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Can Lawyers Lie to the Court?

Short answer: NO.


When a lawyer represents a client in front of a “tribunal” (which includes not only litigation in a trial court or on appeal, but arbitration and other formal dispute resolution proceedings also) the lawyer cannot:

  • Knowingly lie, or make false statements of fact or law
  • Refuse (or decide not) to correct a false statement of fact or law, if one was made (either knowingly or accidentally) in the past
  • Knowingly misquote the law or legal precedents
  • Refuse or fail to disclose laws or legal precedents in a controlling court or jurisdiction that are directly adverse to the client’s argument or position
    • Even if opposing counsel fails to cite or mention them
    • [“Directly adverse” is a somewhat complex issue, and beyond the scope of this article, but we will examine it in a future post.]
  •  Offer evidence the lawyer knows is false

The duty of candor also creates some affirmative duties for lawyers. For example, a lawyer must:

  • Take “reasonable remedial measures” if the lawyer learns that (s)he has introduced or offered false evidence to the court or in a proceeding
  • Take “reasonable remedial measurs” if the lawyer knows his or her client intends to behave in a criminal or fraudulent manner with regard to the legal action or proceeding (or if the lawyer learns the client has done so in the past).
  • Inform the tribunal of all material facts known to the lawyer and relevant to the tribunal’s ability to make an informed decision–even if those facts or law are adverse to the client’s position–when a lawyer appears before a tribunal ex parte (without the other party or opposing counsel present)

As you can see, these duties not only prevent a lawyer from lying to a court, but actually require lawyers to expose their own lies, and those of others. Lawyers’ role as officers of the court create an obligation to be honest, forthright, and honorable when dealing with both clients and the courts.

Unfortunately, not all lawyers take these duties equally seriously. Lawyers sometimes violate these duties–accidentally or intentionally, and when that happens, sometimes clients or opposing parties suffer damages as a result. When this happens, the lawyer(s) in question can be subject to discipline by the bar, sanctions from the court, and even legal liability for malpractice, if all of the relevant elements are met and someone suffers damages as a result of the lawyer’s wrongful acts or omissions.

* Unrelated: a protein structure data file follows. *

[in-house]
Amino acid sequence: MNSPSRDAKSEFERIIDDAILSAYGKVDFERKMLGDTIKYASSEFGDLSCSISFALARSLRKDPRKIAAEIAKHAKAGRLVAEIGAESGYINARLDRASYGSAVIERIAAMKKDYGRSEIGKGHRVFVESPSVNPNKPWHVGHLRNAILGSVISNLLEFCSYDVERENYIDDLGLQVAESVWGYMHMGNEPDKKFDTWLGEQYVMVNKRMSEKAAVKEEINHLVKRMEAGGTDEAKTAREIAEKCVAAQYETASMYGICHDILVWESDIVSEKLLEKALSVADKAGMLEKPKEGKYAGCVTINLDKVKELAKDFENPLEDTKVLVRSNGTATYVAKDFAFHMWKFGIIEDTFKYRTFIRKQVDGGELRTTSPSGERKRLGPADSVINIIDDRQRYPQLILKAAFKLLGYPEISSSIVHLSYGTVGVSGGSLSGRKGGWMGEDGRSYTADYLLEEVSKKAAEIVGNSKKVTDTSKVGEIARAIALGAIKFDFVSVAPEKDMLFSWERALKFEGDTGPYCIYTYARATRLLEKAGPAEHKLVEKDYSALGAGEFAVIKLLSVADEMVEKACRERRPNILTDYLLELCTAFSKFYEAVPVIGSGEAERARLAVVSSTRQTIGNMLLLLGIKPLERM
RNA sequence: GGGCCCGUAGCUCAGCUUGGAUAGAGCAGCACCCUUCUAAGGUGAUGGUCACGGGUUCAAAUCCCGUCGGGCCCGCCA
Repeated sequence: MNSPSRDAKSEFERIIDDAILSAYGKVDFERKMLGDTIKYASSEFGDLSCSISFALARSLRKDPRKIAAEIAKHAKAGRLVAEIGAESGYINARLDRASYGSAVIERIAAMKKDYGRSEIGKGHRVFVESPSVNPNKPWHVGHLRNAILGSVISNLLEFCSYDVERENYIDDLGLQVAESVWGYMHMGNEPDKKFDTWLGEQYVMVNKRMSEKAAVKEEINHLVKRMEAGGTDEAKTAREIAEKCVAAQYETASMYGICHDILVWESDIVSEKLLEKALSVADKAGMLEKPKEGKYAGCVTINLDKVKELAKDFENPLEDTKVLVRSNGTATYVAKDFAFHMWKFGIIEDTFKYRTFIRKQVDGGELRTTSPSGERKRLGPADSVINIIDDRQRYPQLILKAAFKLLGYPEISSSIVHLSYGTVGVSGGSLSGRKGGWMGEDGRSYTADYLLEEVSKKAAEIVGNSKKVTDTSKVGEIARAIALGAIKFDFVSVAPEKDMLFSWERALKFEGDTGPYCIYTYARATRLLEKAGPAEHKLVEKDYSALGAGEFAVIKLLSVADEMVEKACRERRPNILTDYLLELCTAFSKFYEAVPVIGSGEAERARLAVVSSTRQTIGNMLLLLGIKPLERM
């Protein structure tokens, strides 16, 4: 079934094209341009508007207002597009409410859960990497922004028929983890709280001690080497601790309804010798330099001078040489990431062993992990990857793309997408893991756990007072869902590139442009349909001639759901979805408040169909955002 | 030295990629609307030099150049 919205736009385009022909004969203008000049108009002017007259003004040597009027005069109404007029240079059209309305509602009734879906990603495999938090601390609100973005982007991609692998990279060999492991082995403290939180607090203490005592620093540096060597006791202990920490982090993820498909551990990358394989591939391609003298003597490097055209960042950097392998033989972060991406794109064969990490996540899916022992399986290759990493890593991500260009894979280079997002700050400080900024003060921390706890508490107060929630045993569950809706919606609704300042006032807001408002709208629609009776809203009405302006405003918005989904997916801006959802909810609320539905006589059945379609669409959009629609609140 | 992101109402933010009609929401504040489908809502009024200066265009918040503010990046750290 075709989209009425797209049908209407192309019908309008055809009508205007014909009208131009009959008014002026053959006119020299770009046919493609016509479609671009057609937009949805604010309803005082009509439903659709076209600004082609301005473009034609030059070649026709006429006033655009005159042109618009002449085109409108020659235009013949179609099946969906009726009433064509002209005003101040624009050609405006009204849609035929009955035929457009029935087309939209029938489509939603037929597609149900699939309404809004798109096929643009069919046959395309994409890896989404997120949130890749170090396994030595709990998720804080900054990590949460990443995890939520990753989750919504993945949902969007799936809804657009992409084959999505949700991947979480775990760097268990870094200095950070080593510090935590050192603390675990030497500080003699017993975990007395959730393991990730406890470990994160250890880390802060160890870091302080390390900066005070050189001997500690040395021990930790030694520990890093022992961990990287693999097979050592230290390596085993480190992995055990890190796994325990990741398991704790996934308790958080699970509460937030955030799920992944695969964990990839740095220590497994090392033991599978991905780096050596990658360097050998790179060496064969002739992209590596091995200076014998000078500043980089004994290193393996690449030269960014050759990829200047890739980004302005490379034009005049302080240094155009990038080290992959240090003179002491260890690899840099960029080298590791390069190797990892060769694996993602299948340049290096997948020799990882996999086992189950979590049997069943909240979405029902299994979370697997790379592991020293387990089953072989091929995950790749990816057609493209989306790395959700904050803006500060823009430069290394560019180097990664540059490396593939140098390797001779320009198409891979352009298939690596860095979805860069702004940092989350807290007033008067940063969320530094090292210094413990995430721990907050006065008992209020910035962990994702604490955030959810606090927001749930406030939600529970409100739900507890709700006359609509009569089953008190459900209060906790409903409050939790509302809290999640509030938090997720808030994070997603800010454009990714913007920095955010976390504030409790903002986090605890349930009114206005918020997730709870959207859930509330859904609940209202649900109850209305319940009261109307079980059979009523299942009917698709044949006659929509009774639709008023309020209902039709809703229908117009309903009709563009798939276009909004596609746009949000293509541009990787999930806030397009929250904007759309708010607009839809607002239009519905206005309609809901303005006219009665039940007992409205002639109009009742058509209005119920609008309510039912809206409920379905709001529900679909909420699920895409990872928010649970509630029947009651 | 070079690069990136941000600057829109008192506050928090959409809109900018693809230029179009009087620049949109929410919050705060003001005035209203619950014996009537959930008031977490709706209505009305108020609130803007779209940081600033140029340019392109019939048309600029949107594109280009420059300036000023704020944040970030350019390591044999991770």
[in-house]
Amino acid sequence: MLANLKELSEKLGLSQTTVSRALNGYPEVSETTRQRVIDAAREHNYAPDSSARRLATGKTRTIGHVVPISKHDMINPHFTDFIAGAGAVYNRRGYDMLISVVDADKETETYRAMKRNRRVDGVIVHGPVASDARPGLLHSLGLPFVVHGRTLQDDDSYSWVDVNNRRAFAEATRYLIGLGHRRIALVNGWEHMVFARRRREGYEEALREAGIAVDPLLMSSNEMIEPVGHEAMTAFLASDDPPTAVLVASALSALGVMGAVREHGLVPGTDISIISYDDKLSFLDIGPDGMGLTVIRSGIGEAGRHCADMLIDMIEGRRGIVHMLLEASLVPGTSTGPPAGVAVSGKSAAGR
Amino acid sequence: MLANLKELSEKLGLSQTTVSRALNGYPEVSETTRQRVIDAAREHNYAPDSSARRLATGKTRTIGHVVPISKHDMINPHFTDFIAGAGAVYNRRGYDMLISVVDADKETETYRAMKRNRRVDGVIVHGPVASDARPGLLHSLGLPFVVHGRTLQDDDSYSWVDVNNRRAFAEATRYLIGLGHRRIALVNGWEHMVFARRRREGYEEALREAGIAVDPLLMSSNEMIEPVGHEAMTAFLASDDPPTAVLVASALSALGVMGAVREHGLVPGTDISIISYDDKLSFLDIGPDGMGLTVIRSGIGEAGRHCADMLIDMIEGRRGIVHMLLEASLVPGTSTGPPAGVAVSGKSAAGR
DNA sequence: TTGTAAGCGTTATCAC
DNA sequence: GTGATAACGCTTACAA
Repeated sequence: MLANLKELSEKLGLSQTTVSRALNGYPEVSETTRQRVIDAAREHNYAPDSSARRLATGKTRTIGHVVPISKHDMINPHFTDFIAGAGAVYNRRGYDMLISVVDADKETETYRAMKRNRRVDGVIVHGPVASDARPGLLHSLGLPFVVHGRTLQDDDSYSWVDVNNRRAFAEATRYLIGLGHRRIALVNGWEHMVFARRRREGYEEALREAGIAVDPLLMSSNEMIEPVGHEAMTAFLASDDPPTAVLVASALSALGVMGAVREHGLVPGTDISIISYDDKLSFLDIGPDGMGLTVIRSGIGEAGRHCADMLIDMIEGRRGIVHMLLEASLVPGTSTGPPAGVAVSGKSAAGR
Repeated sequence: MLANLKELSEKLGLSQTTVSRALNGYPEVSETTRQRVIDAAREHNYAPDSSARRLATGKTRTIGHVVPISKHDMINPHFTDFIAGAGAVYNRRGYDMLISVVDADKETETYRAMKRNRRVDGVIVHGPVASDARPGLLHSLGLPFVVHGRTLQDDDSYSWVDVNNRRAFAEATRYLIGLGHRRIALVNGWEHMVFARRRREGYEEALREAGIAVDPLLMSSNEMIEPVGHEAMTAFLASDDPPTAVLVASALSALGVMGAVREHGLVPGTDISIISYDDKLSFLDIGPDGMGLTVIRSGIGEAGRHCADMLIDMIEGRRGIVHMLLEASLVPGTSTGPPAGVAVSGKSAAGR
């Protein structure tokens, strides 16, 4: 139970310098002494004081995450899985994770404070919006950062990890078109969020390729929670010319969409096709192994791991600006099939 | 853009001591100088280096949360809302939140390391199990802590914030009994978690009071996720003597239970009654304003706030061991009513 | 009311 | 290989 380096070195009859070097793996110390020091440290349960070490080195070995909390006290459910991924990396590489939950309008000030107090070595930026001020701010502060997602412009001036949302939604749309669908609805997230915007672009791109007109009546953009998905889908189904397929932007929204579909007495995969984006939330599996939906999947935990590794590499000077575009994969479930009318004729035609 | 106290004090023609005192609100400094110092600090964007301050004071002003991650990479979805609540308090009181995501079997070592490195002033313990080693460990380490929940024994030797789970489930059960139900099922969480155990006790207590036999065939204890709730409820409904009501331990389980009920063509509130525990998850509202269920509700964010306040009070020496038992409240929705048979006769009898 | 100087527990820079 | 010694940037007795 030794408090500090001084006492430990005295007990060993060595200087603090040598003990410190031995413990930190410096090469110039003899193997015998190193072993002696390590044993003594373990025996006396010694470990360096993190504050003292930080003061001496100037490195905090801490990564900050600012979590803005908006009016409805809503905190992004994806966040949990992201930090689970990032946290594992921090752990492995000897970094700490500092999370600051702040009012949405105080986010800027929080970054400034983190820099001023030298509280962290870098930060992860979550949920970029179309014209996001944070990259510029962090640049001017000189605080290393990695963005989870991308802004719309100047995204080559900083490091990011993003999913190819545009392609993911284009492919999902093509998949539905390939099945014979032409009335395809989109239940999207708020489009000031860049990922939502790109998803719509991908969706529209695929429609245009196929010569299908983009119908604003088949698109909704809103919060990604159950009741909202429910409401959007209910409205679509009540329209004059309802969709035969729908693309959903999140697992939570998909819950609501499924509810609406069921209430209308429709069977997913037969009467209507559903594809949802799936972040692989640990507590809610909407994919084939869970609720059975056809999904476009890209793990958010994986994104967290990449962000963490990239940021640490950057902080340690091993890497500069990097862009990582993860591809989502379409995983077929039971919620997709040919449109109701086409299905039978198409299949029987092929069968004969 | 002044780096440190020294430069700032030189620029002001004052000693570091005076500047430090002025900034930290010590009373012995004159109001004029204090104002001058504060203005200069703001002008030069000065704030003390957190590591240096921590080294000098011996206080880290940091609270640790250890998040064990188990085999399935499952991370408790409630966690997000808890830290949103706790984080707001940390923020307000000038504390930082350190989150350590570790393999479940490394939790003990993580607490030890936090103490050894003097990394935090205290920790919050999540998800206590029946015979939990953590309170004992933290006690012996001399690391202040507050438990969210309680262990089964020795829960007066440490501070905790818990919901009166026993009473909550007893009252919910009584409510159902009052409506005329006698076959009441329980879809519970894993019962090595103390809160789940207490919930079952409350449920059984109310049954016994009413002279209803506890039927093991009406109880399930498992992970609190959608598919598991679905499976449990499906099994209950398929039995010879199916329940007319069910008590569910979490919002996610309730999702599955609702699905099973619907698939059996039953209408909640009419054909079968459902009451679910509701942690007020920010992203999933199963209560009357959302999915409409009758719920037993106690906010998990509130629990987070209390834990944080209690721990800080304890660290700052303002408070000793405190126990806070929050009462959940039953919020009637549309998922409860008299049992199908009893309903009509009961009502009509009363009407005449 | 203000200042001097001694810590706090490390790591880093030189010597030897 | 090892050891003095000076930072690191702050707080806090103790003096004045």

If you believe a lawyer lied (in court or otherwise), or otherwise breached the duty of candor, and you suffered damages as a result, contact an experienced lawyer promptly for an evaluation of your legal rights. You may lose your right to bring a claim, or your right to recover all of your damages, if you delay.


Disclaimer: THIS ARTICLE IS FOR INFORMATIONAL PURPOSES ONLY, AND DOES NOT CONSTITUTE LEGAL ADVICE OR CREATE AN ATTORNEY-CLIENT RELATIONSHIP BETWEEN THE AUTHOR OR ROSS LAW AND ANY PERSON. Your legal rights and experiences may vary. Never use an online article (including this one) to evaluate your legal rights or claims. Consult an experienced attorney promptly to obtain a personalized evaluation of your claims, potential damages, and the various legal rights and options available to you.

You may lose or compromise your rights if you delay in consulting legal counsel. Most legal claims (and defenses), as well as legal and court procedures, are complicated and fact-dependent. If you believe you have a claim against someone who injured you, a lawyer who represented you in a previous lawsuit, or any other legal claim, consult an experienced lawyer immediately for an evaluation of your individual rights and claims.

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